The initial phase, when the wound is so fresh it is almost bewildering. When you lose someone who has spent most of their time with you, it is shocking that they will never be with you again. Denial and isolation is the first sign of pain and almost defense mechanism to save ourselves.

How to cope with the loss of a loved one?

  • Anger–
    When eventually it wears out, there comes the reality of the situation. It so painful that a person reels with anger for anyone – it might be someone totally unknown, medical professional who was treating the loved one, inanimate objects, God and even yourself.
  • Bargaining–
    After blaming, you wonder what could have been. “What if I had done something sooner? What if I had been a better person for them?” these questions will take place in your head and your heart. They will haunt you with indefinite answers that will make you feel helpless.
  • Depression–
    There are two common types of how people deal with the trauma of death. Some get busy with practical implications of death for e.g. – like the burial, costs etc. The main emotions are regret and guilt of spending less time taking care of others. The more private depression is the quite personal one where we prepare ourselves to say goodbye to that loved one.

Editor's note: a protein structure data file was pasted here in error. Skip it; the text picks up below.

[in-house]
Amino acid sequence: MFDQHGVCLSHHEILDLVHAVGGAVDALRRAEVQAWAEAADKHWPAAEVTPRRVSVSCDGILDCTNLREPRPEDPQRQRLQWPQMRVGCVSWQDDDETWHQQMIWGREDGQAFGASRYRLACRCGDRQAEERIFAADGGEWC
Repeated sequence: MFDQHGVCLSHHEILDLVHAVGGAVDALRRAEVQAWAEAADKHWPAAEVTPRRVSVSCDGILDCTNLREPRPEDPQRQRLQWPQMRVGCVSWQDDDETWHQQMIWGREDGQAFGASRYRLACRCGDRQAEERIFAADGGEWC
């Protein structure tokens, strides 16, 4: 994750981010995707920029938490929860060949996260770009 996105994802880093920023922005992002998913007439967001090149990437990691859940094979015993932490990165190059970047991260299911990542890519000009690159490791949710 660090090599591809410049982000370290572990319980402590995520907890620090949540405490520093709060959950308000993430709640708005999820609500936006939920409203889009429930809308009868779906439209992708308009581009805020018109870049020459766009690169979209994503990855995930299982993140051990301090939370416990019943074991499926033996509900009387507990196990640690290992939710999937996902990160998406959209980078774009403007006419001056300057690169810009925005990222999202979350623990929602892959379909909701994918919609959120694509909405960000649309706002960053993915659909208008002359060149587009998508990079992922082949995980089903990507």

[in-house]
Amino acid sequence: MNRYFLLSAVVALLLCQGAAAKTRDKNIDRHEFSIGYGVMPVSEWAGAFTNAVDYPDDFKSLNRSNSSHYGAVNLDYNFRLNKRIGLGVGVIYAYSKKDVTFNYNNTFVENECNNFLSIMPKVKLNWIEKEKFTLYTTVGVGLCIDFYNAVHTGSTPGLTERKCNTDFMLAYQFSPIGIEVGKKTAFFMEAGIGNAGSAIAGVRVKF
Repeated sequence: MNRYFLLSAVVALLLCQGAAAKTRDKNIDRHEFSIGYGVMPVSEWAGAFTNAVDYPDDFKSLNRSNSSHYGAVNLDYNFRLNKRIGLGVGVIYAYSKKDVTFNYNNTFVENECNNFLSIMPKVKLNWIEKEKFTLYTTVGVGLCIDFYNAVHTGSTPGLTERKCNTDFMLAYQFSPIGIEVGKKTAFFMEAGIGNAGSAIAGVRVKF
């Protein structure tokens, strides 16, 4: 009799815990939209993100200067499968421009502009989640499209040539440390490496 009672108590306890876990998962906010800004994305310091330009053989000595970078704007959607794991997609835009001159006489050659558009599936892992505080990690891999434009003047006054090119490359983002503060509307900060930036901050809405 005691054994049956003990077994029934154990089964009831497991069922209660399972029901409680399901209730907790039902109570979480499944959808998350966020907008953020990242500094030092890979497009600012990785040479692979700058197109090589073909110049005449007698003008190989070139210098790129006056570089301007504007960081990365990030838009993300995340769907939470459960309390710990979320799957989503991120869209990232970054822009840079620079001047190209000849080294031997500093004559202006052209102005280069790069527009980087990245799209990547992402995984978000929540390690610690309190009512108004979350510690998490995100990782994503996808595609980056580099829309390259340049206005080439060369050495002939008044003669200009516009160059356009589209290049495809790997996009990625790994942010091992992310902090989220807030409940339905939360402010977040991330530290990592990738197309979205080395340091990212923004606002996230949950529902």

• Acceptance–
    This is when one makes peace with the reality of a loss. However, not everyone reaches this state of mourning; many are left to fight a weary battle of depression for life after their better half is gone forever. This is a stage which is marked with calmness and withdrawal; there is peace but no happiness.

Moving on with your life

If I could have just one more day and wishes did come true, I’d spend every glorious moment, side by side with you….
– Kathy Parenteau

There’s no right amount of time, to move on with your life. Other might judge for moving too quickly and nag for moving on and get on with your life, but the truth is no one knows your condition other than you.  Therefore the person you should be asking is your self – are you ready to care for another partner?

Don’t feel guilty for accepting another person in your life, because even if you move on with a new relationship, doesn’t mean that you are replacing the person you loved the most.